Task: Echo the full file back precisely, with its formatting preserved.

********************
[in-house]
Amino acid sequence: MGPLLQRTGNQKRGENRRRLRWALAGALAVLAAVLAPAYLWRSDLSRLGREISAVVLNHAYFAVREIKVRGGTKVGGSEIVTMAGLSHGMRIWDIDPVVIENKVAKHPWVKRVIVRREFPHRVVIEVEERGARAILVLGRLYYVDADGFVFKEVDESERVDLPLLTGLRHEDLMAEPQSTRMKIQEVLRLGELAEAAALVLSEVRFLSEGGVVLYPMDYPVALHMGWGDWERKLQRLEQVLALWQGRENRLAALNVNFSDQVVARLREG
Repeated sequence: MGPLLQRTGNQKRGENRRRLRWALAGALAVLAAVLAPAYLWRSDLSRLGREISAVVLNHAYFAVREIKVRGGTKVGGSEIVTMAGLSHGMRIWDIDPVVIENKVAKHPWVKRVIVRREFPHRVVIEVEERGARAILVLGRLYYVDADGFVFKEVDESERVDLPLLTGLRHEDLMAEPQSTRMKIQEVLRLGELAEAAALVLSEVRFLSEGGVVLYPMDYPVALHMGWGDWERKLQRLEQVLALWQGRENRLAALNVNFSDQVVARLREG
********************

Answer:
[in-house]
Amino acid sequence: MGPLLQRTGNQKRGENRRRLRWALAGALAVLAAVLAPAYLWRSDLSRLGREISAVVLNHAYFAVREIKVRGGTKVGGSEIVTMAGLSHGMRIWDIDPVVIENKVAKHPWVKRVIVRREFPHRVVIEVEERGARAILVLGRLYYVDADGFVFKEVDESERVDLPLLTGLRHEDLMAEPQSTRMKIQEVLRLGELAEAAALVLSEVRFLSEGGVVLYPMDYPVALHMGWGDWERKLQRLEQVLALWQGRENRLAALNVNFSDQVVARLREG
Repeated sequence: MGPLLQRTGNQKRGENRRRLRWALAGALAVLAAVLAPAYLWRSDLSRLGREISAVVLNHAYFAVREIKVRGGTKVGGSEIVTMAGLSHGMRIWDIDPVVIENKVAKHPWVKRVIVRREFPHRVVIEVEERGARAILVLGRLYYVDADGFVFKEVDESERVDLPLLTGLRHEDLMAEPQSTRMKIQEVLRLGELAEAAALVLSEVRFLSEGGVVLYPMDYPVALHMGWGDWERKLQRLEQVLALWQGRENRLAALNVNFSDQVVARLREG